by Ashik Amin
The research was done as part of ENVS 6128, Urban Transportation Planning in the Winter 2023 semester. Dr. Mahtot Gebresselassie was the course director. The aim of the study was to examine disability accessibility on York University's Keele campus. This summary highlights some of our findings. Our group focused on crosswalk curbs and surface material and evenness.
The team audited an area of the York University's Keele Campus bounded by Fine Arts Road and Library Lane to the south, Campus Walk to the west, and Ian Macdonald Boulevard to the north and east. It is a heavily trafficked area which includes the York University TTC subway north and south entrances, located along the eastern boundaries of the audited area, with over 38,000 trips per weekday recorded in 2019 (pre-pandemic).
We used the Toronto Accessibility Design Guidelines (TADG) document as a reference to conduct the accessibility audit and utilised a laser distance measuring tool and digital angle gauge/protractor for accuracy with measurements. Our team found several features of non-compliance with the accessibility guidelines along the exterior paths of travel in the study area, including interlocking paving stones used as ground surface material along the walkways. The image above shows Library Lane from the South Side of Joan & Martin Goldfarb Centre for Fine Arts. Image below shows York Boulevard at the East Side of Vari Hall.
Our team determined this material was an obstacle to the accessibility of the exterior pathway.
We found areas of upheaval from cycles of frost and thaw, parts that were not level, firm, or stable, and a busy tactile design on the surface.
We found that crosswalk curbs near the Kaneff Tower andthe TTC Subway Station met the accessibility requirements (section 1.1.6 of TADG). However, crosswalk curbs from across these locations did not meet these requirements as they did not provide a level and smooth ground surface to reduce the risk of tripping hazards or potential discomfort experienced by persons with limited mobility, persons using mobility devices or a white cane (section 1.1.1 of TADG).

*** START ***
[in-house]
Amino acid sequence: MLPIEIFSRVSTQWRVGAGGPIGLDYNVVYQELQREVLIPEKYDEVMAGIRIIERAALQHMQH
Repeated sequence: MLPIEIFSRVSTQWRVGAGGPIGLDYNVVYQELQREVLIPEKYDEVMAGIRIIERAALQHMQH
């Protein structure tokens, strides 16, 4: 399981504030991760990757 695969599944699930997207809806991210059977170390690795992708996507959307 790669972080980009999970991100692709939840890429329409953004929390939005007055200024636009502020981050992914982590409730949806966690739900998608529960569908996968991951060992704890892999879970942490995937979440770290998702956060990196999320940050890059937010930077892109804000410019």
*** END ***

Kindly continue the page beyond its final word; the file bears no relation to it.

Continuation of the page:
To address the deficiencies identified from our accessibility audit, we recommend the following improvements for the study area using the Toronto Design Accessibility Guidelines as a reference:
-Installing improved sensory indicators along with curb cuts and accessible ramps for pedestrian crossing.
-Using smooth material or large interlocking paving stones for ground material.
-Implementing tactile attention & direction indicators as per guidelines.
-Regular maintenance and servicing of exterior paths, snow removal, and use of sand to increase slip resistance.
Group E Members
Ashik Amin is entering the second year of his MES in Planning degree specialising in Urban & Regional Planning.
David Tran is an EIT and a MASc student in Transportation Engineering with a passion for active transportation and sustainable transportation planning.
Michael Capicotto is currently pursuing a MES in Planning with a specialization in Transportation.
Destiny Laldeo is a student in the MES Planning at York University. She has broad interests in urban regional land use planning, environmental planning, and transportation planning.
Bilqees Yousuf is currently an EIT and MASc student in Transportation Engineering, with a passion for road safety.